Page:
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The Genomics of Colorectal Cancer in Populations with African and European Ancestry

Overview of attention for article published in Cancer Discovery, February 2022
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About this Attention Score

  • In the top 5% of all research outputs scored by Altmetric
  • High Attention Score compared to outputs of the same age (93rd percentile)
  • Good Attention Score compared to outputs of the same age and source (71st percentile)

Mentioned by

blogs
1 blog
twitter
43 tweeters

Citations

dimensions_citation
1 Dimensions

Readers on

mendeley
9 Mendeley
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Title
The Genomics of Colorectal Cancer in Populations with African and European Ancestry
Published in
Cancer Discovery, February 2022
DOI 10.1158/2159-8290.cd-21-0813
Pubmed ID
Authors

Parvathi A. Myer, Jessica K. Lee, Russell W. Madison, Kith Pradhan, Justin Y. Newberg, Carmen R. Isasi, Samuel J. Klempner, Garrett M. Frampton, Jeffery S. Ross, Jeffrey M. Venstrom, Alexa B. Schrock, Sudipto Das, Leonard Augenlicht, Amit Verma, John M. Greally, Srilakshmi M. Raj, Sanjay Goel, Siraj M. Ali

Abstract

Blacks have a higher incidence of colorectal cancer (CRC) and worse survival rates when compared to Whites. Comprehensive genomic profiling was performed in 46,140 colorectal adenocarcinoma cases. Ancestry-informative markers identified 5,301 patients of African descent (AFR) and 33,770 patients of European descent (EUR). AFR were younger, had fewer MSI-H tumors, and had significantly more frequent alterations in KRAS, APC, and PIK3CA. AFR had increased frequency of KRAS mutations specifically KRAS G12D and KRAS G13. There were no differences in rates of actionable kinase driver alterations (HER2, MET, NTRK, ALK, ROS1, RET). In patients with young onset CRC (<50 years), AFR and EUR had similar frequency of MSI-H and TMB-H tumors, and strikingly different trends in APC mutations by age, as well as differences in MAPK pathway alterations. These findings inform treatment decisions, impact prognosis, and underscore the need for model systems representative of our diverse US population.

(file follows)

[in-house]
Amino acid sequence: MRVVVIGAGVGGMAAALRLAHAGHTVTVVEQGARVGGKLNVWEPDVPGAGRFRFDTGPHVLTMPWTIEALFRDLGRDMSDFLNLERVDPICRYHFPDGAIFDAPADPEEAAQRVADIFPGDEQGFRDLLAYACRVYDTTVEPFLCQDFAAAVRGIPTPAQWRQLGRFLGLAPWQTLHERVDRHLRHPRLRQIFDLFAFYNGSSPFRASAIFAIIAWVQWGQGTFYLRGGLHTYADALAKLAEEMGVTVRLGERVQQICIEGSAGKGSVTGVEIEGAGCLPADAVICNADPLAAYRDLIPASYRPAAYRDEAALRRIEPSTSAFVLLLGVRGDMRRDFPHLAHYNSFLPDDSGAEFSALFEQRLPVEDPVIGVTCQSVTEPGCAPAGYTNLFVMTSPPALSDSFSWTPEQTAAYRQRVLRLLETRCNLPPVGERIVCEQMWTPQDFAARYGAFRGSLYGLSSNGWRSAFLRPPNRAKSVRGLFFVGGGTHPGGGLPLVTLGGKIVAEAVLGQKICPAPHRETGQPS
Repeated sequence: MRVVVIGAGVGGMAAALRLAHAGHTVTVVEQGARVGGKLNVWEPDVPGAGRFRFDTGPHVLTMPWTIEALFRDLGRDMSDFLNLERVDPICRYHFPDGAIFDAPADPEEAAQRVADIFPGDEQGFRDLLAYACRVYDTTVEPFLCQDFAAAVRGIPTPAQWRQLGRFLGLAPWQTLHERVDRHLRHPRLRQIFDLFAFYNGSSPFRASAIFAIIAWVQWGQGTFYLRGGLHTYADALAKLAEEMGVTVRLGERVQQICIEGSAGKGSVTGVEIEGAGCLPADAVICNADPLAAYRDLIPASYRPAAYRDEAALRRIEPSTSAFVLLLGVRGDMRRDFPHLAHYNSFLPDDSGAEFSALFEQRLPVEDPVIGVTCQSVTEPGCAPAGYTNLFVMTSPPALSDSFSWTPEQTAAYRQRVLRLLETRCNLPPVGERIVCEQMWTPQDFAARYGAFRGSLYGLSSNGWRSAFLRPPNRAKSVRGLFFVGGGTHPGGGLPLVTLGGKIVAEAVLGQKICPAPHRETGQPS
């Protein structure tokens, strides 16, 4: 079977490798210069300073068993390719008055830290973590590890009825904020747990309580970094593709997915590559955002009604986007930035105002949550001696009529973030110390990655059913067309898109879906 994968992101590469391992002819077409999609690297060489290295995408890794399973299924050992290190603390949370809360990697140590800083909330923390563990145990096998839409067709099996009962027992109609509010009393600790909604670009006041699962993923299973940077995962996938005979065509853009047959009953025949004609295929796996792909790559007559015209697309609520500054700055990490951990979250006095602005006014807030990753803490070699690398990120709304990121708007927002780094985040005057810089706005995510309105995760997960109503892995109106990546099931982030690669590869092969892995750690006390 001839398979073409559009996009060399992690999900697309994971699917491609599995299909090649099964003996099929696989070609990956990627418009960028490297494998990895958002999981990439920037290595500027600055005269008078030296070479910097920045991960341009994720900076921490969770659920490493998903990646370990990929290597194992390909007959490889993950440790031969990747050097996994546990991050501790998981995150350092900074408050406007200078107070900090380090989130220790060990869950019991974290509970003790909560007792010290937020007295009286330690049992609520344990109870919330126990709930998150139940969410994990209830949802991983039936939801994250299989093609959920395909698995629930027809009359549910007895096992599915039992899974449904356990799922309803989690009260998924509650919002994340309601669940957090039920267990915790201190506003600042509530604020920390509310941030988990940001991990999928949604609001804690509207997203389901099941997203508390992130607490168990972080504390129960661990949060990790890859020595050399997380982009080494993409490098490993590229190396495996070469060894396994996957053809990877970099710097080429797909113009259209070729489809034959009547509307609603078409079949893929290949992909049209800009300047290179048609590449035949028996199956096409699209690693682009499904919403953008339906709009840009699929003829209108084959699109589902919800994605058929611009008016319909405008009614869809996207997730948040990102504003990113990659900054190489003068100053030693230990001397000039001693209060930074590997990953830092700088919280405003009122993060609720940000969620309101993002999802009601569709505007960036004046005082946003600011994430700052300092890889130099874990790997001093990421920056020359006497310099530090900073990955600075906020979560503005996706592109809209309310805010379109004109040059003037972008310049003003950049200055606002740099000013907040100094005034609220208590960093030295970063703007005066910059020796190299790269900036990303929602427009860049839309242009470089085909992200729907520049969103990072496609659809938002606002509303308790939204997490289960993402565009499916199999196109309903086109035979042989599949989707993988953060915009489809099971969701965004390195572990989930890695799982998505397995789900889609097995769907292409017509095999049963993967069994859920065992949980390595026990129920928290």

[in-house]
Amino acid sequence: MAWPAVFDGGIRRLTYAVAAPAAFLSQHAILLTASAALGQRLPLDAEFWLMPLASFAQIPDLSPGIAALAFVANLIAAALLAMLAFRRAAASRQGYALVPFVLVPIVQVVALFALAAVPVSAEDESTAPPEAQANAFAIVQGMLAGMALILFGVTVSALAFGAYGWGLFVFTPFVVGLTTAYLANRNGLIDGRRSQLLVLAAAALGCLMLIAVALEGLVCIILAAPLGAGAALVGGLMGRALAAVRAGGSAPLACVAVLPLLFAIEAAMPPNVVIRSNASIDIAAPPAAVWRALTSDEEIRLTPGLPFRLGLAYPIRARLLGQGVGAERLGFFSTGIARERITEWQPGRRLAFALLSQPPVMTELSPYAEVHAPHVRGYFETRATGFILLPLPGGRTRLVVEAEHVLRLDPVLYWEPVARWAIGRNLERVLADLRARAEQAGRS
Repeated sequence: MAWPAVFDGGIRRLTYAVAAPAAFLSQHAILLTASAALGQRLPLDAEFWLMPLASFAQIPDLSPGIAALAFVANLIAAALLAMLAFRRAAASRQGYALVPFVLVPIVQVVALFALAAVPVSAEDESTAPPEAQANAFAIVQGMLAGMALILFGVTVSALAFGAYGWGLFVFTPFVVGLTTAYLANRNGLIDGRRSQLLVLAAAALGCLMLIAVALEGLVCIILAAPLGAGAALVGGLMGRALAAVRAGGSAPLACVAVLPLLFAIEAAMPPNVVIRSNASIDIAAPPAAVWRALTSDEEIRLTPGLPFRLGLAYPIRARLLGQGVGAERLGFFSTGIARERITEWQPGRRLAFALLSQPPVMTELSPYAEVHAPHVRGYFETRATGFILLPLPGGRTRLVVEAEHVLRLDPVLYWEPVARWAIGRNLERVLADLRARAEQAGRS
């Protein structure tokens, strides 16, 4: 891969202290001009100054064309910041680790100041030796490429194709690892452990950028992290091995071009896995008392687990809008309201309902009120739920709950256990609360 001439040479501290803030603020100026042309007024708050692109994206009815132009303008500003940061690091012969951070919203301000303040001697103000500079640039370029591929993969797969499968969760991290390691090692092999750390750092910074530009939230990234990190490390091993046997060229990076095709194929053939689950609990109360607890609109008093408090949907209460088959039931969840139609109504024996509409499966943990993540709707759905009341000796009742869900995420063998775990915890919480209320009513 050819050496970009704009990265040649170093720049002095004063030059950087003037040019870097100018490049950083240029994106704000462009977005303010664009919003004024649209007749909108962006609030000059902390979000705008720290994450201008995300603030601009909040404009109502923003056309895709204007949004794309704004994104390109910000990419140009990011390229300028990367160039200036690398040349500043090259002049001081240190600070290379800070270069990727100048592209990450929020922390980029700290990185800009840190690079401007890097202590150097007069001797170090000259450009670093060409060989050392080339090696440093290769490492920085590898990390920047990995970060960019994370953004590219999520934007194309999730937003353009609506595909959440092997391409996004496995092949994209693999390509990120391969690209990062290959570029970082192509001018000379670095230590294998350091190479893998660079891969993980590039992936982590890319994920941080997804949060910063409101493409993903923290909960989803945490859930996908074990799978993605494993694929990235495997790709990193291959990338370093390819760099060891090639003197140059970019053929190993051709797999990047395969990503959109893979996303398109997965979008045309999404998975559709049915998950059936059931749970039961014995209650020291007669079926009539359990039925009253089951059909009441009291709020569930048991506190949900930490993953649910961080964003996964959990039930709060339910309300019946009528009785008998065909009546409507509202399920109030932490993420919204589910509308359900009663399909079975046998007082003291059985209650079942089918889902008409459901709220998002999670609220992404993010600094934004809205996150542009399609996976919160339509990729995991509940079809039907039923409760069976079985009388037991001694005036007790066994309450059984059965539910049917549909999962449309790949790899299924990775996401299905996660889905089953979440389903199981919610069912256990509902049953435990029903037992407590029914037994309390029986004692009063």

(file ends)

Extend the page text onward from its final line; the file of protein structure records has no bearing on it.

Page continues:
Twitter Demographics

The data shown below were collected from the profiles of 43 tweeters who shared this research output. Click here to find out more about how the information was compiled.

Mendeley readers

The data shown below were compiled from readership statistics for 9 Mendeley readers of this research output. Click here to see the associated Mendeley record.

Geographical breakdown

Country Count As %
Unknown 9 100%

Demographic breakdown

Readers by professional status Count As %
Researcher 3 33%
Student > Bachelor 2 22%
Student > Ph. D. Student 1 11%
Unknown 3 33%
Readers by discipline Count As %
Biochemistry, Genetics and Molecular Biology 4 44%
Agricultural and Biological Sciences 1 11%
Medicine and Dentistry 1 11%
Unknown 3 33%

Attention Score in Context

This research output has an Altmetric Attention Score of 33. This is our high-level measure of the quality and quantity of online attention that it has received. This Attention Score, as well as the ranking and number of research outputs shown below, was calculated when the research output was last mentioned on 20 May 2022.
All research outputs
#949,018
of 21,423,731 outputs
Outputs from Cancer Discovery
#461
of 3,428 outputs
Outputs of similar age
#21,644
of 335,138 outputs
Outputs of similar age from Cancer Discovery
#34
of 115 outputs
Altmetric has tracked 21,423,731 research outputs across all sources so far. Compared to these this one has done particularly well and is in the 95th percentile: it's in the top 5% of all research outputs ever tracked by Altmetric.
So far Altmetric has tracked 3,428 research outputs from this source. They typically receive a lot more attention than average, with a mean Attention Score of 18.3. This one has done well, scoring higher than 86% of its peers.
Older research outputs will score higher simply because they've had more time to accumulate mentions. To account for age we can compare this Altmetric Attention Score to the 335,138 tracked outputs that were published within six weeks on either side of this one in any source. This one has done particularly well, scoring higher than 93% of its contemporaries.
We're also able to compare this research output to 115 others from the same source and published within six weeks on either side of this one. This one has gotten more attention than average, scoring higher than 71% of its contemporaries.